Last month, graphics specialist NVIDIA (NASDAQ:NVDA) surprised many with the announcement of its next generation Titan X graphics card based on its Pascal architecture. The new Titan X, according to hardware review site Tech Power Up, is just over 30% faster on average relative to the GeForce GTX 1080 that the company announced back in May.
For that 30% additional performance, NVIDIA is charging $1200 -- a whopping 71% more than its GeForce GTX 1080 Founders Edition (which is, itself, priced at a premium to the "typical" GTX 1080 that one might find in the marketplace).
Despite the relatively high price, there are indications that demand for the product is quite robust.
This product routinely sells out on GeForce.com
At this point, it's quite clear that supply and demand for this product have yet to come into balance. I check the availability of this product on GeForce.com fairly regularly, and even though it's been in stock a couple of times when I've checked, it generally appears to be sold out. The obvious implication here is that demand currently outstrips supply.
Now, it's hard to get a sense for the absolute level of demand without knowing how many cards NVIDIA has been building. However, what this does tell us is that gamers are clearly willing to pay big bucks in order to get their hands on graphics processors with very high levels of performance -- a notion that's supported by NVIDIA's long-running average selling price growth.
How can NVIDIA capitalize further on this?
In the near-term, NVIDIA's focus should be on building enough of the Titan X cards to go around -- strike while the iron is hot.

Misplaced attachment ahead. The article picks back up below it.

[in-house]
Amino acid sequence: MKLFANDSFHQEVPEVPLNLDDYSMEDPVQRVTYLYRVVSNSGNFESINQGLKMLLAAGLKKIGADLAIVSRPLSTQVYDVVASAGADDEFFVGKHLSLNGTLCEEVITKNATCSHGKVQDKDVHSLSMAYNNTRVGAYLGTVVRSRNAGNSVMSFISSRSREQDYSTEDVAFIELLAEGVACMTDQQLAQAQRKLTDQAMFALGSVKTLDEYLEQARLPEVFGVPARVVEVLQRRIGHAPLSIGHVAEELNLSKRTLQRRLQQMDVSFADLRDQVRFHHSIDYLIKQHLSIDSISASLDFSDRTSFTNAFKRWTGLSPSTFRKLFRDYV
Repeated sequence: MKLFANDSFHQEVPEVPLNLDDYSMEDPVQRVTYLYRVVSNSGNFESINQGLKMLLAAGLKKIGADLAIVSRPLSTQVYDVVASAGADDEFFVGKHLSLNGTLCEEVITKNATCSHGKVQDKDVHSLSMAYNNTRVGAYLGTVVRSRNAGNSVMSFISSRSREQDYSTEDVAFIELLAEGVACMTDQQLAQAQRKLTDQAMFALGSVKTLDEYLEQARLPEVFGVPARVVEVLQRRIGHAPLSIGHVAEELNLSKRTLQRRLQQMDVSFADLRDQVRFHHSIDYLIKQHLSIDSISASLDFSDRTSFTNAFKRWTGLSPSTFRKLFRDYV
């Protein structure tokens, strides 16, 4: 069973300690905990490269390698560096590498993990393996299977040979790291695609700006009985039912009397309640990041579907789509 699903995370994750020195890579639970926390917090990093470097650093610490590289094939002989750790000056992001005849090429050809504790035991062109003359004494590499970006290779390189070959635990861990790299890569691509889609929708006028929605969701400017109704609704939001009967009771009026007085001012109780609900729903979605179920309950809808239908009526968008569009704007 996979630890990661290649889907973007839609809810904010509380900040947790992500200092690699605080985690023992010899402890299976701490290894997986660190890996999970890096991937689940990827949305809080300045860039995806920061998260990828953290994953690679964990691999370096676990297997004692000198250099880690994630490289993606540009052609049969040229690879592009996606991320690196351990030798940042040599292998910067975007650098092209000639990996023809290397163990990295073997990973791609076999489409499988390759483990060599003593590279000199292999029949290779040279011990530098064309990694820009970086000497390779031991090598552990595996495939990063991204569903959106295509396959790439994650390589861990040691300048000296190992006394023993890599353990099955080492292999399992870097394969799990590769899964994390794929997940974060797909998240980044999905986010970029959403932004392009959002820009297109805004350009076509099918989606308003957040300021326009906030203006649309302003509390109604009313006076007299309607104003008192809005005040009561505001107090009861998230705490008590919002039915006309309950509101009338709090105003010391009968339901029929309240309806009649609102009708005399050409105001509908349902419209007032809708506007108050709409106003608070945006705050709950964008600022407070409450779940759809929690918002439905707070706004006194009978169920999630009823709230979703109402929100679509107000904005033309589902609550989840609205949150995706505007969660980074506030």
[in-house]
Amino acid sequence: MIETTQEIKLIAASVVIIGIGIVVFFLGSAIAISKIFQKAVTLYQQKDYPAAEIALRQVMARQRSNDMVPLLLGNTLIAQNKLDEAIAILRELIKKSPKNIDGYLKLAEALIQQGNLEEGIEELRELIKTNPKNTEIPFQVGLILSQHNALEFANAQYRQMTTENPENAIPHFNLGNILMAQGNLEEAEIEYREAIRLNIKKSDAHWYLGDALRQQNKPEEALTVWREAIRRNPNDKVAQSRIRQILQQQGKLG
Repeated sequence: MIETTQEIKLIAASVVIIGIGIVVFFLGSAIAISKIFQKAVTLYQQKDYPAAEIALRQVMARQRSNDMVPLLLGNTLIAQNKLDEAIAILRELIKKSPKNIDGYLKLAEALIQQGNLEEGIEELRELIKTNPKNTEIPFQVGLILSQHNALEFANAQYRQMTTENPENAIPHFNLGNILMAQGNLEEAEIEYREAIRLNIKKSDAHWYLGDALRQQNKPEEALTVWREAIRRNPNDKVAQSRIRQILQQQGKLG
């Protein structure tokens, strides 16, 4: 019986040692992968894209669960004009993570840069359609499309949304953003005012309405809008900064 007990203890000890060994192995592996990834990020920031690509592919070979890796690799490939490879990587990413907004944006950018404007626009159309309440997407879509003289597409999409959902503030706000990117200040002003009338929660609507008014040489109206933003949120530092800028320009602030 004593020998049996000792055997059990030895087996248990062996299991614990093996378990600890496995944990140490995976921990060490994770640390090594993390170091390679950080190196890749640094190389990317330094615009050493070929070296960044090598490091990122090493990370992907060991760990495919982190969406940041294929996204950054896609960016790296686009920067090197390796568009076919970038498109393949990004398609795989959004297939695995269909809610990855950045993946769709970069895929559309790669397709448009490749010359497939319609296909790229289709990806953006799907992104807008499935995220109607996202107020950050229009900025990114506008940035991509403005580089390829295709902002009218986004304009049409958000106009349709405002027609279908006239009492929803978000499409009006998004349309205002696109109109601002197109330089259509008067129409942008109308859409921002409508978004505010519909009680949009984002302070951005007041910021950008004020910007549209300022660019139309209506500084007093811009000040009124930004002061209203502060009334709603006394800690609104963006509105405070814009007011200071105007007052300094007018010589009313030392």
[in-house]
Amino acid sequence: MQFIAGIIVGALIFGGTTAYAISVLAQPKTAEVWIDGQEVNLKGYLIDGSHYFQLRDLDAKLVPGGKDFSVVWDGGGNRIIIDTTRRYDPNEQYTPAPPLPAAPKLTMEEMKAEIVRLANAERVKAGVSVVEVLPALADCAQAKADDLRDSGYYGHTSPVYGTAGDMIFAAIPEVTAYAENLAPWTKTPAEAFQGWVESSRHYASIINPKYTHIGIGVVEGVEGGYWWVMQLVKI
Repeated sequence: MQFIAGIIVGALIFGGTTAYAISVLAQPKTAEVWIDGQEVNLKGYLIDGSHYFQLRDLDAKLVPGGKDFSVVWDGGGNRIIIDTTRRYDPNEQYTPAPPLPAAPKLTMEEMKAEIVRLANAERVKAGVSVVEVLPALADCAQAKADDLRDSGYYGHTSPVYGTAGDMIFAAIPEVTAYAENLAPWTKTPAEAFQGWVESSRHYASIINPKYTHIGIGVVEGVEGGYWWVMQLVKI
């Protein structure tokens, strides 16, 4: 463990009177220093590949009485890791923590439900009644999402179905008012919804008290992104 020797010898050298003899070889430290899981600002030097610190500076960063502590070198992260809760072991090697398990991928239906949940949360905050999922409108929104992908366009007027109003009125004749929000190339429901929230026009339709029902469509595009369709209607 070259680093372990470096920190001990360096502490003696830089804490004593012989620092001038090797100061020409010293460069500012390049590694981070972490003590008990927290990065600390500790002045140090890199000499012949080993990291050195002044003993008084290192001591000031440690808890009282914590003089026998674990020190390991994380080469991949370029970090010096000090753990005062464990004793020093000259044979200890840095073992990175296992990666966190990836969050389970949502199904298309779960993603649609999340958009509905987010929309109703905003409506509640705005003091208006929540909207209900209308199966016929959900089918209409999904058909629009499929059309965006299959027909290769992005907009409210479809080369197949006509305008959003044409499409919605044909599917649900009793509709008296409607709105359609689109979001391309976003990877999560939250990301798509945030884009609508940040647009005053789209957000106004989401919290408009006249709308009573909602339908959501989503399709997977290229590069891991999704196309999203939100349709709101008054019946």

Over the longer term, though, I would expect that the company will invest further in designing higher value graphics processors in a bid to try to push average selling prices up even further. I suspect there's room for the company to release graphics processors at north of $1200, as long as the performance is there.
Additionally, the gap between the $599-$699 GeForce GTX 1080 and the $1200 Titan X is quite large; there's probably room for the company to slot in a product in between those price points.
Things could get very interesting in the Volta generation
According to a leak that I wrote about previously, NVIDIA is expected to launch three high end gaming-oriented graphics processors based on its upcoming Volta architecture: GV104, GV102, and GV110.
Based on the naming scheme, GV104 appears to be the direct successor to the GP104 chip that powers the GeForce GTX 1080 (and the GeForce GTX 1070), while GV102 looks like the direct successor to the GP102 chip that powers the Titan X.
The leak also mentions a GV110 chip, which I believe could actually be a higher end product than the GV102 (GV110 might just be a more elegant way to name a product that would have the performance level that one would expect from a hypothetical "GV101" chip).
It would be interesting to see the GV104 serve as a GeForce GTX 1180 (or whatever NVIDIA's marketing department calls it), the GV102 as a GeForce GTX 1180 Ti, and GV110 as a dedicated Volta-based Titan X chip.
In terms of pricing, the hypothetical GTX 1180 could still come in at $599-$699, the hypothetical GTX 1180 Ti at $749-$899, and the next generation Titan X at $1200+. Such a product stack, should the performance levels of the chips justify those prices, could very well serve to fuel continued average selling price growth for the graphics specialist.